Is It Time for Facebook’s Mark Zuckerberg to Step Aside as CEO?

Mark Zuckerberg may be a visionary, but with Facebook's stock hitting new lows on a daily basis, it may be time for the company to find new leadership.

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Kimihiro Hoshino / AFP / Getty Images

Facebook’s boy wonder CEO Mark Zuckerberg has always conveyed a certain disdain for Wall Street, donning his trademark hoodie instead of the traditional suit and tie during the company’s pre-IPO road show, and leaving investors wondering if he was even going to make an appearance on the conference call presenting the company’s first quarter of earnings as a public company. (He did, reading stiffly from a script and answering only a couple of questions.)

Zuckerberg may be a visionary, but visionaries don’t always make great CEOs. And with Facebook’s stock hitting new lows on a daily basis, many Wall Street observers are suggesting that Zuckerberg needs to start acting like a real CEO, and fast — or step aside and leave the job to someone who doesn’t mind wearing (and being) a suit.

On Seeking Alpha, Wall Street Strategies head Charles Payne mocked Zuck’s awkward performance on the conference call, which he called “excruciating.”

[I]t sounded like he was wearing a shirt and tie and hoodie at the same time. Image isn’t important at this point. You can be ordained the next Steve Jobs but as some point you must deliver.

On Forbes, Nathan Vardi echoed this last sentiment, suggesting that “[s]taying focused on the long-term is a laudable goal, but you need to eat before you can dream.”

Other observers aren’t willing to give Zuckerberg another chance. Reuters contributor John Abell is blunt: With most of Facebook’s public shares held by individual investors, he argues, “[t]he masses need a hero. That hero is not Mark Zuckerberg. He needs to get out of the way.”

Abell is cognizant of Zuckerberg’s genius in transforming Facebook from a dorm-room project to the massive company and cultural force it is today:

Facebook needs its spiritual leader and chief innovator in a hoodie. But it doesn’t need him as CEO, placating investors in a collared shirt. There are plenty of people who could manage the Facebook business. But there’s only one Mark, who needs to focus on product strategy, not investor relations. …

The challenge … is for Facebook to satisfy the Street as best it can under intense scrutiny, while continuing to innovate so that it extends its reputation as a game-changer … Some people can keep these two plates spinning, but that’s a rare combination.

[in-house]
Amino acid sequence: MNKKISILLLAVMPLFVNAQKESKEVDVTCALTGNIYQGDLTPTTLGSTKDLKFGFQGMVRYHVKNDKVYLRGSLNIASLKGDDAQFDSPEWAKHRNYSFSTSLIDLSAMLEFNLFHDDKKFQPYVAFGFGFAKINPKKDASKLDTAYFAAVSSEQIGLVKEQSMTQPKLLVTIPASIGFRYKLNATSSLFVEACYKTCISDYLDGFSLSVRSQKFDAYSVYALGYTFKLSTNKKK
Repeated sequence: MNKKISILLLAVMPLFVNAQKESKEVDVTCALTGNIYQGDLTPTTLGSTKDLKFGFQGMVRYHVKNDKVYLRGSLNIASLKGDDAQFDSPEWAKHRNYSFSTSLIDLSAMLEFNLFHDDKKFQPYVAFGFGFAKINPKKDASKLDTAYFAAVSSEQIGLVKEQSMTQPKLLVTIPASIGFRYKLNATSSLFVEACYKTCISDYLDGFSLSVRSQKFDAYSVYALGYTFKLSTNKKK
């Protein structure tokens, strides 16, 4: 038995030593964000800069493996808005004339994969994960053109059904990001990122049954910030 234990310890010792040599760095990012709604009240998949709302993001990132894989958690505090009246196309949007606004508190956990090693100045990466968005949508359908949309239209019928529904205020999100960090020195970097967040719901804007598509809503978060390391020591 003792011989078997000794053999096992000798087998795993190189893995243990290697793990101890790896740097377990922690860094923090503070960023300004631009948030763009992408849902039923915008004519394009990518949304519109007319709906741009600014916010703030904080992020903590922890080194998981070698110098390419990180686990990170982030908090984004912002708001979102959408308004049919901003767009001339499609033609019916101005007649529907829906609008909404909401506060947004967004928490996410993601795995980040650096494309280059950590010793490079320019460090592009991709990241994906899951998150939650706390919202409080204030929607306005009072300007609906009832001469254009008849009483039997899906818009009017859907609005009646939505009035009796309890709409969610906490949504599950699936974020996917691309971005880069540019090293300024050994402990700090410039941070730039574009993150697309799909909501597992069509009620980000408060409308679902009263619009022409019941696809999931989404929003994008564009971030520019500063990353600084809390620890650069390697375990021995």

It’s time for him to step aside as CEO, Abell argues, as Bill Gates so famously did, and as Google’s Larry Page did for a time as well. (Though not happily.)

But Zuckerberg has his defenders. On CNet, Charles Cooper dismisses the recent Facebook stock selloff as a Wall Street “hissy fit,” complaining that “Wall Street’s obsessed with the next quarter and Facebook’s thinking about next year.” He compares Zuckerberg to Amazon’s Jeff Bezos, who has regularly taken flak for spending so much on infrastructure — all while building his company into an online retailing behemoth.

Cooper suggests that, like Bezos, the embattled Zuckerberg is

a big boy and presumably has grown a thick enough skin to ignore the investing class’ periodic tantrums. He’s brought Facebook this far. No reason why he can’t lead it to bigger things in the future — if he stays true to himself.

On PandoDaily, Sarah Lacy suggests that all the talk about Zuckerberg’s talents as a visionary ignores his accomplishments as a hands-on CEO. “How do you think Facebook got to this size?” Lacy asks.

Eight years of Zuckerberg being “a spiritual leader,” riding around Menlo Park on a magic carpet, chanting? No. He was hiring and firing until he found a solid executive team to back up his weaknesses. He was making intense judgment calls in light of multiple user and employee uprisings. He was saying no to $1 billion acquisitions that would have made him richer than most people could ever imagine. … Those are things a CEO does. And Zuckerberg did them better than anyone else of this generation.

Moreover, Lacy notes, Facebook already has a Chief Operating Officer, Sheryl Sandberg, who adeptly complements Zuckerberg’s various abilities (and lack thereof).

All this may be true, but once a company goes public, the CEO has to at least pretend to care about Wall Street. Yes, Facebook should be more concerned about the long term than about daily stock market gyrations. But in the long run, the stock price matters. If Zuckerberg hates dealing with Wall Street, and can’t learn to at least feign an interest in what Wall Street cares about, why not give up that particular job to someone else? He’s got a controlling interest in the company, so even if he gives up the title he can still make the tough decisions that Lacy lauds him for. And he can keep wearing the hoodie.